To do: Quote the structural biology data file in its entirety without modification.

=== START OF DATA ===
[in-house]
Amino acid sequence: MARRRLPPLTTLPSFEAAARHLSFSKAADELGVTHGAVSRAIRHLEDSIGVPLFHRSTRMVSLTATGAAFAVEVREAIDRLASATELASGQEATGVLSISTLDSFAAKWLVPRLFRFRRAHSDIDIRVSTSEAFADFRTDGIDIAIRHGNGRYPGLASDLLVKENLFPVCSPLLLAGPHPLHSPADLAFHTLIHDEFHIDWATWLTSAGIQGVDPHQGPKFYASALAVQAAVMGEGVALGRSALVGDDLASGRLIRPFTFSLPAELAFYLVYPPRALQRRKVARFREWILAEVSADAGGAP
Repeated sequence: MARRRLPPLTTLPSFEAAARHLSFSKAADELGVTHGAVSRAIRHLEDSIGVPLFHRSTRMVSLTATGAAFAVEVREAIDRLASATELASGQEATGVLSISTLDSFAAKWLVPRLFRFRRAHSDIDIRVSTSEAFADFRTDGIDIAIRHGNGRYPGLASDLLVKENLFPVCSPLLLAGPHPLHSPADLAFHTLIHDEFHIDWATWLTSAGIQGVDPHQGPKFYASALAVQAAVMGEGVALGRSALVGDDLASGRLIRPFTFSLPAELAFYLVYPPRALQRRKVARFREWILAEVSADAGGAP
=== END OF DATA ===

[in-house]
Amino acid sequence: MARRRLPPLTTLPSFEAAARHLSFSKAADELGVTHGAVSRAIRHLEDSIGVPLFHRSTRMVSLTATGAAFAVEVREAIDRLASATELASGQEATGVLSISTLDSFAAKWLVPRLFRFRRAHSDIDIRVSTSEAFADFRTDGIDIAIRHGNGRYPGLASDLLVKENLFPVCSPLLLAGPHPLHSPADLAFHTLIHDEFHIDWATWLTSAGIQGVDPHQGPKFYASALAVQAAVMGEGVALGRSALVGDDLASGRLIRPFTFSLPAELAFYLVYPPRALQRRKVARFREWILAEVSADAGGAP
Repeated sequence: MARRRLPPLTTLPSFEAAARHLSFSKAADELGVTHGAVSRAIRHLEDSIGVPLFHRSTRMVSLTATGAAFAVEVREAIDRLASATELASGQEATGVLSISTLDSFAAKWLVPRLFRFRRAHSDIDIRVSTSEAFADFRTDGIDIAIRHGNGRYPGLASDLLVKENLFPVCSPLLLAGPHPLHSPADLAFHTLIHDEFHIDWATWLTSAGIQGVDPHQGPKFYASALAVQAAVMGEGVALGRSALVGDDLASGRLIRPFTFSLPAELAFYLVYPPRALQRRKVARFREWILAEVSADAGGAP